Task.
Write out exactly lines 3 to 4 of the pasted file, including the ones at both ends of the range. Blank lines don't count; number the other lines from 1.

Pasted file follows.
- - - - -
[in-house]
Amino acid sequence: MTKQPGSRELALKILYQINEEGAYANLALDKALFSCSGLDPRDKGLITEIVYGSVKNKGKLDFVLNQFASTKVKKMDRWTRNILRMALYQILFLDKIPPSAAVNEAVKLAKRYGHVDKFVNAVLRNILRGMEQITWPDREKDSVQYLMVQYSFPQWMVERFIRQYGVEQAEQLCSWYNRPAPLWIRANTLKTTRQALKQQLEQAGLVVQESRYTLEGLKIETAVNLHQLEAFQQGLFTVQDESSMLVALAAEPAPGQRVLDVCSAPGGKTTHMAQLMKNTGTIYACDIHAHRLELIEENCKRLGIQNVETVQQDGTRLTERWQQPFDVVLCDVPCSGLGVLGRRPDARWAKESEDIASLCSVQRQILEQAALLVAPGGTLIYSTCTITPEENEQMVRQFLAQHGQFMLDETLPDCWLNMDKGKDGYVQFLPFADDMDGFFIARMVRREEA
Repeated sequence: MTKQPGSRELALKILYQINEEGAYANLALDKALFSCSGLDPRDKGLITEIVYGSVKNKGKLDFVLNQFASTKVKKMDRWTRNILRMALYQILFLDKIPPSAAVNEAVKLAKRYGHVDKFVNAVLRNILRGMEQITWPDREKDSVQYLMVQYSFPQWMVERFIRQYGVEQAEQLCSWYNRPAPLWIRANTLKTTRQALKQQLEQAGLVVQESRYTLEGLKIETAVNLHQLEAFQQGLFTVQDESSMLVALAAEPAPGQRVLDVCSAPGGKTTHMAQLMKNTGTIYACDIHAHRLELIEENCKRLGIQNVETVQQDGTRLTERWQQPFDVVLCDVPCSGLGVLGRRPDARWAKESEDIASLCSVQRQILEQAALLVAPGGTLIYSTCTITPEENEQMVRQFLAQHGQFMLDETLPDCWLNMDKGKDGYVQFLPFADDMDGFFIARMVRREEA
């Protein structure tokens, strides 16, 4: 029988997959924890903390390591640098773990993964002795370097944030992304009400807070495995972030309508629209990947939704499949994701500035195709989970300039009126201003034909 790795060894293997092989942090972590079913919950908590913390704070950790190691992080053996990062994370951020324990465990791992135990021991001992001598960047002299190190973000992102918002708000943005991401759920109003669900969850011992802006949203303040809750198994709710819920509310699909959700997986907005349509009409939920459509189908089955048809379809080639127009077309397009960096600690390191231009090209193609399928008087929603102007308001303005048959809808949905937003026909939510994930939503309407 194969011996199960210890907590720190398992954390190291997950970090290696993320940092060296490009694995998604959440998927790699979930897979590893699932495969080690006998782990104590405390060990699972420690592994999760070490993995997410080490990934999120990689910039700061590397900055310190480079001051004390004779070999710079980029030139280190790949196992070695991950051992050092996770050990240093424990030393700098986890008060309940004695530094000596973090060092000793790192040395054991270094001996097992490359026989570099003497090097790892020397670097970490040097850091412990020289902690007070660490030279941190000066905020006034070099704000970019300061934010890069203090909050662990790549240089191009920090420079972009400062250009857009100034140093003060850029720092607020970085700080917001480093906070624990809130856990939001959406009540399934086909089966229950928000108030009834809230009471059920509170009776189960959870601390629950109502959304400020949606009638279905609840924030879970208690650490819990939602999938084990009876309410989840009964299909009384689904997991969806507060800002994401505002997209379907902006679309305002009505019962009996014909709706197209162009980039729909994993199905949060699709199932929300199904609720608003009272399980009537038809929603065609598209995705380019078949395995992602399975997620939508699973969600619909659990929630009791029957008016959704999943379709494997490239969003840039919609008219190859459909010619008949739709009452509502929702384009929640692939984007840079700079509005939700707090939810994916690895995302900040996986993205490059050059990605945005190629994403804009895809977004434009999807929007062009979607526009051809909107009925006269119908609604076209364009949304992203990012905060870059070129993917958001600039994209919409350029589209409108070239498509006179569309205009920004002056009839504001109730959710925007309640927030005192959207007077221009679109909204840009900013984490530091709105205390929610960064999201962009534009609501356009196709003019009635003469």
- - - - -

Repeated sequence: MTKQPGSRELALKILYQINEEGAYANLALDKALFSCSGLDPRDKGLITEIVYGSVKNKGKLDFVLNQFASTKVKKMDRWTRNILRMALYQILFLDKIPPSAAVNEAVKLAKRYGHVDKFVNAVLRNILRGMEQITWPDREKDSVQYLMVQYSFPQWMVERFIRQYGVEQAEQLCSWYNRPAPLWIRANTLKTTRQALKQQLEQAGLVVQESRYTLEGLKIETAVNLHQLEAFQQGLFTVQDESSMLVALAAEPAPGQRVLDVCSAPGGKTTHMAQLMKNTGTIYACDIHAHRLELIEENCKRLGIQNVETVQQDGTRLTERWQQPFDVVLCDVPCSGLGVLGRRPDARWAKESEDIASLCSVQRQILEQAALLVAPGGTLIYSTCTITPEENEQMVRQFLAQHGQFMLDETLPDCWLNMDKGKDGYVQFLPFADDMDGFFIARMVRREEA
């Protein structure tokens, strides 16, 4: 029988997959924890903390390591640098773990993964002795370097944030992304009400807070495995972030309508629209990947939704499949994701500035195709989970300039009126201003034909 790795060894293997092989942090972590079913919950908590913390704070950790190691992080053996990062994370951020324990465990791992135990021991001992001598960047002299190190973000992102918002708000943005991401759920109003669900969850011992802006949203303040809750198994709710819920509310699909959700997986907005349509009409939920459509189908089955048809379809080639127009077309397009960096600690390191231009090209193609399928008087929603102007308001303005048959809808949905937003026909939510994930939503309407 194969011996199960210890907590720190398992954390190291997950970090290696993320940092060296490009694995998604959440998927790699979930897979590893699932495969080690006998782990104590405390060990699972420690592994999760070490993995997410080490990934999120990689910039700061590397900055310190480079001051004390004779070999710079980029030139280190790949196992070695991950051992050092996770050990240093424990030393700098986890008060309940004695530094000596973090060092000793790192040395054991270094001996097992490359026989570099003497090097790892020397670097970490040097850091412990020289902690007070660490030279941190000066905020006034070099704000970019300061934010890069203090909050662990790549240089191009920090420079972009400062250009857009100034140093003060850029720092607020970085700080917001480093906070624990809130856990939001959406009540399934086909089966229950928000108030009834809230009471059920509170009776189960959870601390629950109502959304400020949606009638279905609840924030879970208690650490819990939602999938084990009876309410989840009964299909009384689904997991969806507060800002994401505002997209379907902006679309305002009505019962009996014909709706197209162009980039729909994993199905949060699709199932929300199904609720608003009272399980009537038809929603065609598209995705380019078949395995992602399975997620939508699973969600619909659990929630009791029957008016959704999943379709494997490239969003840039919609008219190859459909010619008949739709009452509502929702384009929640692939984007840079700079509005939700707090939810994916690895995302900040996986993205490059050059990605945005190629994403804009895809977004434009999807929007062009979607526009051809909107009925006269119908609604076209364009949304992203990012905060870059070129993917958001600039994209919409350029589209409108070239498509006179569309205009920004002056009839504001109730959710925007309640927030005192959207007077221009679109909204840009900013984490530091709105205390929610960064999201962009534009609501356009196709003019009635003469």